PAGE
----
The Hybrid Method of Accounting
The hybrid method is a combination of the cash and accrual methods of accounting. The IRS says, you can generally use any combination of cash, accrual, and special methods of accounting if the combination clearly reflects your income and you use it consistently.
However, the following restrictions apply:
- If an inventory is necessary to account for your income, you must use an accrual method for purchases and sales ( see "Exceptions" below). Generally, you can use the cash method for all other items of income and expenses.
- Incidental and non-incidental materials and supplies:
- For tax purposes, the cost of supplies may be deducted upon purchase as an ordinary and necessary business expense, in the case of incidental materials and supplies, or be capitalized under Regs. Sec. 1.162-3 and expensed as consumed, in the case of nonincidental materials and supplies.
- More specifically, incidental materials and supplies on hand at the end of the year may be deducted in the year of purchase as long as no record of consumption is kept or no physical inventories are taken, provided the taxpayer's taxable income is clearly reflected by this method.
- If you use the cash method for reporting your income, you must use the cash method for reporting your expenses.
- If you use an accrual method for reporting your expenses, you must use an accrual method for figuring your income.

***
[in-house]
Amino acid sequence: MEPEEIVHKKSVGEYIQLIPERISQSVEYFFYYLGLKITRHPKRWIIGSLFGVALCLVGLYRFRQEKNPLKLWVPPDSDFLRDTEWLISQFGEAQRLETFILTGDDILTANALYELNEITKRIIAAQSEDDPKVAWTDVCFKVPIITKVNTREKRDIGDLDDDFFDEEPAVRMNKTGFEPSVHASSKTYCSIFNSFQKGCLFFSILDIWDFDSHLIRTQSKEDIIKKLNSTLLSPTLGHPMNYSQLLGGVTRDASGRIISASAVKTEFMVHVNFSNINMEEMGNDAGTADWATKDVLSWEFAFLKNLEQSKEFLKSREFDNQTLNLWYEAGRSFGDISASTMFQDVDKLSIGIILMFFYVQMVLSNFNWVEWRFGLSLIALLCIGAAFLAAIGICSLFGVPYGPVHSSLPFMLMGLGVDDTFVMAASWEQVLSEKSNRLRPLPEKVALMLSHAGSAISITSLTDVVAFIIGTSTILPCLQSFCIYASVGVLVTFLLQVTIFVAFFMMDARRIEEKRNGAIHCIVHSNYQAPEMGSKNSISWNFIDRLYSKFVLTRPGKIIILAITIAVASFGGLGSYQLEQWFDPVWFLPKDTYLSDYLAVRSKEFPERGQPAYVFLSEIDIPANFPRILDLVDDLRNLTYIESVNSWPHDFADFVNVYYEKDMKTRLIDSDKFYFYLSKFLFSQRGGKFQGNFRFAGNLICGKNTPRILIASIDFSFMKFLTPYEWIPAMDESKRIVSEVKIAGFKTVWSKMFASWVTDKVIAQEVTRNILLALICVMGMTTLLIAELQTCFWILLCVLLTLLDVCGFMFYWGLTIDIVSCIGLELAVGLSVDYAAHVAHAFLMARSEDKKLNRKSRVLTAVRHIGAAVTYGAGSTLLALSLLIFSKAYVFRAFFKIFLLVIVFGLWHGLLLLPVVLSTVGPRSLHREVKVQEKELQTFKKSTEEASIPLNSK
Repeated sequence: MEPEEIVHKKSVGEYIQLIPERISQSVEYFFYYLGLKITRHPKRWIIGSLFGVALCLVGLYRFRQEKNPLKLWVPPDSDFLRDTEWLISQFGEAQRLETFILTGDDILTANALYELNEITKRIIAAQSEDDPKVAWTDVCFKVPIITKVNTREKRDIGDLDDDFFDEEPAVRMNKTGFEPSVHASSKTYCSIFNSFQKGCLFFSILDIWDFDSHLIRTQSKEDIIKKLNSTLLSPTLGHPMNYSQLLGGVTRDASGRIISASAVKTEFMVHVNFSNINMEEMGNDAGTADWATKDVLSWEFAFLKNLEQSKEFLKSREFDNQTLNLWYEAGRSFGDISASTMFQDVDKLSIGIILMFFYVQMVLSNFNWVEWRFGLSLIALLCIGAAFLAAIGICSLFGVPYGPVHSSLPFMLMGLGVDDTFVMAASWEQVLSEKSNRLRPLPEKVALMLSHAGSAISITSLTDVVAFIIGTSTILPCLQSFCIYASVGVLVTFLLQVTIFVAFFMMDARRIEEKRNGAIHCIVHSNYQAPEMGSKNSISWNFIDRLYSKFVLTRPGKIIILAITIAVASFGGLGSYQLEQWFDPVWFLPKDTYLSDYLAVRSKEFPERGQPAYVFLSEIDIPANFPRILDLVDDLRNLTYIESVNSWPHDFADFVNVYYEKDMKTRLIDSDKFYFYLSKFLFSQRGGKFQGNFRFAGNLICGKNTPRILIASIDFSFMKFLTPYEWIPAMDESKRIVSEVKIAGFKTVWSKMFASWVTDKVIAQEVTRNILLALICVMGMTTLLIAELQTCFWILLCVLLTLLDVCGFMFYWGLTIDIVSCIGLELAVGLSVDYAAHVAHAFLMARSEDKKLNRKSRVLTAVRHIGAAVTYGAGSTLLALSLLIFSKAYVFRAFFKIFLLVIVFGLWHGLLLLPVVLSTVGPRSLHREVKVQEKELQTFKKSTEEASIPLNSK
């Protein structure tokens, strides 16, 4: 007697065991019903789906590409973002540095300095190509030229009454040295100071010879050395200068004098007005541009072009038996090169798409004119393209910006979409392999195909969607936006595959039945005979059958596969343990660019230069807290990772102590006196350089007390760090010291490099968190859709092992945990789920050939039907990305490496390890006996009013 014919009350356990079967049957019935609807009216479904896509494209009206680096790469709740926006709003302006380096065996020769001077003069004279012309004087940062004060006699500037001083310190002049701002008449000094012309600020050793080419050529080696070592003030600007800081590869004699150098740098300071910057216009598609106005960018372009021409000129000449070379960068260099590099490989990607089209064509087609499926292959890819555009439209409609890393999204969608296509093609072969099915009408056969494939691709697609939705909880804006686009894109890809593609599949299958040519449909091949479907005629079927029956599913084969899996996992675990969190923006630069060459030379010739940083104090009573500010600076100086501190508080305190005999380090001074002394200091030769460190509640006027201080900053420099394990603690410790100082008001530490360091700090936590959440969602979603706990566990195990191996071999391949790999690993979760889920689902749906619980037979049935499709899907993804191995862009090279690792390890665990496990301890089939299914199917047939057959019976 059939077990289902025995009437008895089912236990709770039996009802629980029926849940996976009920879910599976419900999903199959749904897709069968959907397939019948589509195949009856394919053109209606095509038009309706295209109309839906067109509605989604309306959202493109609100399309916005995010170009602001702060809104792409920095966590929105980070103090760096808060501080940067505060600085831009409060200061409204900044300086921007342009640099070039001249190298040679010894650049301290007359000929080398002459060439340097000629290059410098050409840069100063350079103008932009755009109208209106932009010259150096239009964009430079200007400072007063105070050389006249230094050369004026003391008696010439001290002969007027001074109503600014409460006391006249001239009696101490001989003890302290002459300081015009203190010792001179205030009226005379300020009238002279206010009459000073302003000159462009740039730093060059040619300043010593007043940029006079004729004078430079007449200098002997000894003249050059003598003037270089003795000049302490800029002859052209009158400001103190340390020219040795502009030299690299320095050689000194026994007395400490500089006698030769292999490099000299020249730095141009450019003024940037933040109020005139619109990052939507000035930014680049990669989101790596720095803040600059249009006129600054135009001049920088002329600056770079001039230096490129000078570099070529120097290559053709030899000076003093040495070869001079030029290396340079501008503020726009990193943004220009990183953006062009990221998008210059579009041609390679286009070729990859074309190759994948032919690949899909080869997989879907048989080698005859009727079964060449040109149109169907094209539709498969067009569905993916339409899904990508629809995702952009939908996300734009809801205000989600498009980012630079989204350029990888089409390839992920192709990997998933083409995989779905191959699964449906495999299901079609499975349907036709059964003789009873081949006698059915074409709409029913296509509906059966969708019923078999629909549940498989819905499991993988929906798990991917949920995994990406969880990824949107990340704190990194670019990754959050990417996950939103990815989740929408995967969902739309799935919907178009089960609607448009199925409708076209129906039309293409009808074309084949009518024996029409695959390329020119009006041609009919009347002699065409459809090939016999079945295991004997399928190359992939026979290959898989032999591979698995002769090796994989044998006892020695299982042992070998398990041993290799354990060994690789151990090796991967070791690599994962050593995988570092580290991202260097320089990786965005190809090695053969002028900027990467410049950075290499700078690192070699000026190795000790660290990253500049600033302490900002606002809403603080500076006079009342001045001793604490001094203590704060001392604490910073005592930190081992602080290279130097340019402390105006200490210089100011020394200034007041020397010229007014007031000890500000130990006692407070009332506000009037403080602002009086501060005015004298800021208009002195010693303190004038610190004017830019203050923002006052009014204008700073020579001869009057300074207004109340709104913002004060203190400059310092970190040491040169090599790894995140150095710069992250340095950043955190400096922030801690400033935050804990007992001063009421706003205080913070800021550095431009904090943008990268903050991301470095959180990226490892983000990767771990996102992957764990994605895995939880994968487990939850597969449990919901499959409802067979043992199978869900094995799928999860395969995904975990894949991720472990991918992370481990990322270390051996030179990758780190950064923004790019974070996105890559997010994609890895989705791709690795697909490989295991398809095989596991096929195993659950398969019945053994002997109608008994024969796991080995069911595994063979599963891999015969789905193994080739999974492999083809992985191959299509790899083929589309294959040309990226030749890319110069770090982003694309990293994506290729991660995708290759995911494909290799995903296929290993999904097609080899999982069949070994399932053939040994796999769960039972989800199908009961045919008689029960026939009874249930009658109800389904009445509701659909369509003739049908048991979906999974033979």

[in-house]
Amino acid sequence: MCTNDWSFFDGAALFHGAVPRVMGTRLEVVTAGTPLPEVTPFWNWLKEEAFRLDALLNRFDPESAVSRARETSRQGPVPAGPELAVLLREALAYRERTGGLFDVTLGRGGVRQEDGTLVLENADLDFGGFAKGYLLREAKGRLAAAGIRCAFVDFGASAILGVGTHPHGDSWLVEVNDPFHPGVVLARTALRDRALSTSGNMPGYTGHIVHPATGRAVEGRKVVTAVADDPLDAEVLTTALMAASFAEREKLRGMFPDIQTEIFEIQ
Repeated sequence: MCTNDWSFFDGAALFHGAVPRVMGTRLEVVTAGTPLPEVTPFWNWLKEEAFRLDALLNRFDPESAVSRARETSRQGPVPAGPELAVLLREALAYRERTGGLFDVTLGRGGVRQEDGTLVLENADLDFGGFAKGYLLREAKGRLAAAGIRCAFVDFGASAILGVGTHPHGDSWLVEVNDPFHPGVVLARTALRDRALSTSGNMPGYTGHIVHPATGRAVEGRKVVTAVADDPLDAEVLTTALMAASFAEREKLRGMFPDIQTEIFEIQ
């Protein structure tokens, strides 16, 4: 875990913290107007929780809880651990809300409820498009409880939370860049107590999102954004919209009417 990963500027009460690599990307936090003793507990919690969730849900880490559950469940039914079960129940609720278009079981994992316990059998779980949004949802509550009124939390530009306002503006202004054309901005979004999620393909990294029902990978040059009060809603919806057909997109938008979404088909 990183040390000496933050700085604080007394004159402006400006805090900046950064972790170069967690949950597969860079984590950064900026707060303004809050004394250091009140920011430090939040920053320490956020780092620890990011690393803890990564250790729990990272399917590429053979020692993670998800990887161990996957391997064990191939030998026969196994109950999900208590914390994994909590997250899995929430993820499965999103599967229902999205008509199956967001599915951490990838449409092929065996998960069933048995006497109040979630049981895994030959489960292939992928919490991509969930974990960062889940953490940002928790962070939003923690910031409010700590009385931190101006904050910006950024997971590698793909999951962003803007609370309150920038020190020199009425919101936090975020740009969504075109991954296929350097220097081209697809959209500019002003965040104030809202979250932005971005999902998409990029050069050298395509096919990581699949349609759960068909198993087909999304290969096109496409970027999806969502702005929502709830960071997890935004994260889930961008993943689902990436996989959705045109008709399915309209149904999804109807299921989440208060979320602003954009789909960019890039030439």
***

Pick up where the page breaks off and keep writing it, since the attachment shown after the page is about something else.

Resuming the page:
- Any combination that includes the cash method is treated as the cash method for purposes of section 448 of the Internal Revenue Code. .
CAUTION! The rules discussed here apply only if they do not conflict with the uniform capitalization rules of section 263A and the mark-to-market rules of section 475.
The following taxpayers can use the cash method of accounting even if they produce, purchase, or sell merchandise.
- A qualifying taxpayer under Revenue Procedure 2001-10 on page 272 of Internal Revenue Bulletin 2001-2, available at www.irs.gov/pub/irs-irbs/irb01–02.pdf.
- A qualifying small business taxpayer under Revenue Procedure 2002-28, on page 815 of Internal Revenue Bulletin 2002-18, available at www.irs.gov/pub/irs-irbs/irb02–18.pdf.
- Note that Revenue Procedure 2002-28 does not apply to a farming business of a qualifying small business taxpayer. A taxpayer engaged in the trade or business of farming generally is allowed to use the cash method for any farming business (see IRS Pub. 538).
- Return to the Tax Basics for Startups Table of Contents to find related links.